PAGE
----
Overall the evidence quality ranged from moderate to very low, as assessed by GRADE. There was a high risk of bias due to the design of some studies. The included studies consisted of 12 randomized controlled trials and 4 controlled clinical trials where participants were not randomly assigned to a treatment group. In most studies, participants and researchers were aware of group allocation and this may have had an influence on the results. The strong odours involved meant that aromatherapy was a difficult intervention to conceal from participants, research staff and those assessing outcomes. The different comparisons, time points and measurement scales limited the data that could be pooled. Some data were expressed as standardized scales and measures, which enabled pooling of results in meta-analyses. The data were incomplete for effects longer than 60 minutes.
Overall, for nausea severity at the end of treatment, aromatherapy may have similar effectiveness to placebo and similar numbers of participants were nausea-free. However, this finding is based on low-quality evidence and therefore very uncertain. Low-quality evidence also suggests that participants who received aromatherapy may need fewer antiemetic medications, but again, this is uncertain. Participants receiving either aromatherapy or antiemetic medications may report similar levels of satisfaction with their treatment, according to low-quality evidence.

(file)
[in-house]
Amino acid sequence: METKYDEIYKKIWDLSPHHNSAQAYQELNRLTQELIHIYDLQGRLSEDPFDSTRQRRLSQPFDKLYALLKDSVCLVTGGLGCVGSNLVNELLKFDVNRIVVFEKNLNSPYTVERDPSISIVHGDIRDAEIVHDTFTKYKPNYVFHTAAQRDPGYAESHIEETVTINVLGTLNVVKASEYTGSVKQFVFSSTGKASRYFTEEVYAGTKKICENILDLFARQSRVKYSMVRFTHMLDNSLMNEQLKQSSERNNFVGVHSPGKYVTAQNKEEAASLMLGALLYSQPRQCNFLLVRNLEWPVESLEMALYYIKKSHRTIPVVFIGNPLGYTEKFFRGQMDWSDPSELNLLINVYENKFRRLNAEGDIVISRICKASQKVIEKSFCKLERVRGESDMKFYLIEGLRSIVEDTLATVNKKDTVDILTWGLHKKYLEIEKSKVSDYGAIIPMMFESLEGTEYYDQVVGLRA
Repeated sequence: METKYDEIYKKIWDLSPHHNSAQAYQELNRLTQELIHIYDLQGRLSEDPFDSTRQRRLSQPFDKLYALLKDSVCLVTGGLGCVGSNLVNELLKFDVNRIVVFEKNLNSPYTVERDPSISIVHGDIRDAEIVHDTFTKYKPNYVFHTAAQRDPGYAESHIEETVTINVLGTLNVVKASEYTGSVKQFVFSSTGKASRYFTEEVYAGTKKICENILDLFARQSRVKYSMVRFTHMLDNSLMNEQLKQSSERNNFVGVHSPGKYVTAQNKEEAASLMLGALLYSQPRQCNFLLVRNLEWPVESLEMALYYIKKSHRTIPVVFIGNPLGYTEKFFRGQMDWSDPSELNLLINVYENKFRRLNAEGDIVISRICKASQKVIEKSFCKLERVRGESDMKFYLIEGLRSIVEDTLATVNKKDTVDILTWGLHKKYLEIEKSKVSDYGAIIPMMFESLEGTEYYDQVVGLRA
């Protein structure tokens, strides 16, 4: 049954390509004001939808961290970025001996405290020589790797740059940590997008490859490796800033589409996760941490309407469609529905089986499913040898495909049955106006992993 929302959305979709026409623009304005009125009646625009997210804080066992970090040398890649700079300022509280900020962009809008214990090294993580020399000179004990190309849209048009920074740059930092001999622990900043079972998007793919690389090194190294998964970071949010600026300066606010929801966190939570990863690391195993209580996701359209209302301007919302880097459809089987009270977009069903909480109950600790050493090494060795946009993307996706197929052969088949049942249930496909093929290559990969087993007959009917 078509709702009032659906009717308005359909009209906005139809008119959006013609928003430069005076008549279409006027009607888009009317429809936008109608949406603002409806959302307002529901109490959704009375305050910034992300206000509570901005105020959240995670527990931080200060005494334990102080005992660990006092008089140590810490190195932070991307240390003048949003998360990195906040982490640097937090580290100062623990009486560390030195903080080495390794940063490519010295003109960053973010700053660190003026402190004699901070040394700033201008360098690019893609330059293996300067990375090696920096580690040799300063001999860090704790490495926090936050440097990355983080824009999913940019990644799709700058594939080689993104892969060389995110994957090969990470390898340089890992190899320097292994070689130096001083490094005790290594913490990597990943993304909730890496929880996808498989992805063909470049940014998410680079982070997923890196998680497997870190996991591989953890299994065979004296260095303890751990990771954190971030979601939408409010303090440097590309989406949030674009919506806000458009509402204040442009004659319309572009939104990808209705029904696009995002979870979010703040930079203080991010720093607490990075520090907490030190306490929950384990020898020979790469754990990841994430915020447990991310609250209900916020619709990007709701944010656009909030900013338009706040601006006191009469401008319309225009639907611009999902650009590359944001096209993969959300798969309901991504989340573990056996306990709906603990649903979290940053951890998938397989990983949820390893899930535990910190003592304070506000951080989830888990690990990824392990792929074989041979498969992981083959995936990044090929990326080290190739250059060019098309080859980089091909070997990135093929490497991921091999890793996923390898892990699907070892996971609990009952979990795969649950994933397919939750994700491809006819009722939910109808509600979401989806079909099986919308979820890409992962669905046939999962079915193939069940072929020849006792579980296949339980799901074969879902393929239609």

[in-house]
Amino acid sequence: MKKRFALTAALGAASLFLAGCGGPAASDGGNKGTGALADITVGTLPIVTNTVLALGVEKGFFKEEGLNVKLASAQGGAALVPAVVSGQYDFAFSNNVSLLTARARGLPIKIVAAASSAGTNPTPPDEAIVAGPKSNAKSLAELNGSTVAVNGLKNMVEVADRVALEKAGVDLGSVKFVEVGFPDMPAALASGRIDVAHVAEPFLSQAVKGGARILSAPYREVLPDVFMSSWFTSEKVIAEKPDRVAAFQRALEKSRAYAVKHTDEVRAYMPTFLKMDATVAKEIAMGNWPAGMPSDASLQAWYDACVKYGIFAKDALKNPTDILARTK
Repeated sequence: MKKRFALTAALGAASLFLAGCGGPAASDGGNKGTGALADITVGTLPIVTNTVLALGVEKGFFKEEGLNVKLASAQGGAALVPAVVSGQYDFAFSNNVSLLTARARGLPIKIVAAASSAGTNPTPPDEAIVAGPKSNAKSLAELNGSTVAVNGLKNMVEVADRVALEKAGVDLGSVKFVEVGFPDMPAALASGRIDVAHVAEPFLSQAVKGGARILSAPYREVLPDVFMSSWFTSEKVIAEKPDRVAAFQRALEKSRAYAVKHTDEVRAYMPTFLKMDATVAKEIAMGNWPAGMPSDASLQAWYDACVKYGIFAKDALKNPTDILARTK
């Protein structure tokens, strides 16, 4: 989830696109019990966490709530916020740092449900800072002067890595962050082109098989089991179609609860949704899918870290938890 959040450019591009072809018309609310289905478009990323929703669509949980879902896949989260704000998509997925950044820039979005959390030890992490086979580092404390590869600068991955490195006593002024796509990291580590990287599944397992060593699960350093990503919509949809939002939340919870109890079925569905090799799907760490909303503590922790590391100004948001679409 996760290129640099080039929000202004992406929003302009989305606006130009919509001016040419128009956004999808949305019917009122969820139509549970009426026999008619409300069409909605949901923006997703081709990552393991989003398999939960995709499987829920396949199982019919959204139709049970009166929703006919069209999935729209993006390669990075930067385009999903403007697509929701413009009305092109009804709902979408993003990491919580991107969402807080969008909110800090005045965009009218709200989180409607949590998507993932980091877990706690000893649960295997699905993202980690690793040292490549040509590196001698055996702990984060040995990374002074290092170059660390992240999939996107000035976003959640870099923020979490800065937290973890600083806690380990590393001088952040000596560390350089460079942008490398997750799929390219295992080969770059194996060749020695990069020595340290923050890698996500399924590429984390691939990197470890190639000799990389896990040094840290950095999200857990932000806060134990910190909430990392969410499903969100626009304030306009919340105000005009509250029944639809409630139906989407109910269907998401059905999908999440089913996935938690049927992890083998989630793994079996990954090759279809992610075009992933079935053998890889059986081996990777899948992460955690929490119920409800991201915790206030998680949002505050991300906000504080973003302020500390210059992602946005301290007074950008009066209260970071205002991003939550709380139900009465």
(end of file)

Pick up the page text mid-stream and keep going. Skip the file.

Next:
Postoperative nausea and vomiting (PONV) is a common, unpleasant phenomenon and current therapies are not always effective for all patients. Aromatherapy has been suggested as an addition to the available treatment strategies. This review was originally published in 2012 and updated in 2017.
The main objective was to establish the efficacy and safety of aromatherapy comparable to standard pharmacological treatments for PONV in adults and children.
We searched CENTRAL; MEDLINE; Embase; CINAHL; CAM on PubMed; Informit; LILACS; and ISI Web of Science as well as grey literature sources and the reference lists of retrieved articles up to March 2017. The original search was performed in August 2011.